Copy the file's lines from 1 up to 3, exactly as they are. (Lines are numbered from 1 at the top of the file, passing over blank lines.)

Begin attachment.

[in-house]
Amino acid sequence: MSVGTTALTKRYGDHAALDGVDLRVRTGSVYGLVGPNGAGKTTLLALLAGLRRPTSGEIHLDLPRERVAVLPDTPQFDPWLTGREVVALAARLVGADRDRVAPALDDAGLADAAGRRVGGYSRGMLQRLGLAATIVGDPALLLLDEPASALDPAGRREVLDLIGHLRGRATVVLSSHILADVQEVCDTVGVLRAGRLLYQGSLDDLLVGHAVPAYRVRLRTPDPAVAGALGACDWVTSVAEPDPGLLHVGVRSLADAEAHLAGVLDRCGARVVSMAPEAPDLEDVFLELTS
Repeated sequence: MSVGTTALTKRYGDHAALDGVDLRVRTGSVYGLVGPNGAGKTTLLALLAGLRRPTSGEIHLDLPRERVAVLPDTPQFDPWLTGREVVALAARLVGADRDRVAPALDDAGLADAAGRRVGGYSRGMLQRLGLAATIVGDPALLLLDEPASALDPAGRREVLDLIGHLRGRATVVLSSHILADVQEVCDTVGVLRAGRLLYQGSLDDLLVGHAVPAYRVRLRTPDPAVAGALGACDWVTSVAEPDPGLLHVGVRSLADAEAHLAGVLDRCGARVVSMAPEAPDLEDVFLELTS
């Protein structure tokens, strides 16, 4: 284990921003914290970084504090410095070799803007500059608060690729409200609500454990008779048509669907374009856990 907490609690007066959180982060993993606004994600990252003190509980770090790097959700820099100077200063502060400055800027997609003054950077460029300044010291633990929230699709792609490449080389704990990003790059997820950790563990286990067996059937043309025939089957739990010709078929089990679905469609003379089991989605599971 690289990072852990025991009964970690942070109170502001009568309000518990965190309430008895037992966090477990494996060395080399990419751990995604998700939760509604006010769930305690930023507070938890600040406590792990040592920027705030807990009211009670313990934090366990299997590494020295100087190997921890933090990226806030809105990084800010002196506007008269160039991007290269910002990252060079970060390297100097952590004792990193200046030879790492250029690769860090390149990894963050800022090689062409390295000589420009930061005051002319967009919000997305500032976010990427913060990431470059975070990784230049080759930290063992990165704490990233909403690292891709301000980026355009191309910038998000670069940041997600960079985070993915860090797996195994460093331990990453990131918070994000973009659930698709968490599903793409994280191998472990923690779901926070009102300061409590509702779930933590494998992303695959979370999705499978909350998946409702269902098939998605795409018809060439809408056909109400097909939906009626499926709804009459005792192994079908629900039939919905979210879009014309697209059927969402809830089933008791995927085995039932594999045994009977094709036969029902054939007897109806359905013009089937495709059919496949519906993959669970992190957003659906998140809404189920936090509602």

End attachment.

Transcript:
[in-house]
Amino acid sequence: MSVGTTALTKRYGDHAALDGVDLRVRTGSVYGLVGPNGAGKTTLLALLAGLRRPTSGEIHLDLPRERVAVLPDTPQFDPWLTGREVVALAARLVGADRDRVAPALDDAGLADAAGRRVGGYSRGMLQRLGLAATIVGDPALLLLDEPASALDPAGRREVLDLIGHLRGRATVVLSSHILADVQEVCDTVGVLRAGRLLYQGSLDDLLVGHAVPAYRVRLRTPDPAVAGALGACDWVTSVAEPDPGLLHVGVRSLADAEAHLAGVLDRCGARVVSMAPEAPDLEDVFLELTS
Repeated sequence: MSVGTTALTKRYGDHAALDGVDLRVRTGSVYGLVGPNGAGKTTLLALLAGLRRPTSGEIHLDLPRERVAVLPDTPQFDPWLTGREVVALAARLVGADRDRVAPALDDAGLADAAGRRVGGYSRGMLQRLGLAATIVGDPALLLLDEPASALDPAGRREVLDLIGHLRGRATVVLSSHILADVQEVCDTVGVLRAGRLLYQGSLDDLLVGHAVPAYRVRLRTPDPAVAGALGACDWVTSVAEPDPGLLHVGVRSLADAEAHLAGVLDRCGARVVSMAPEAPDLEDVFLELTS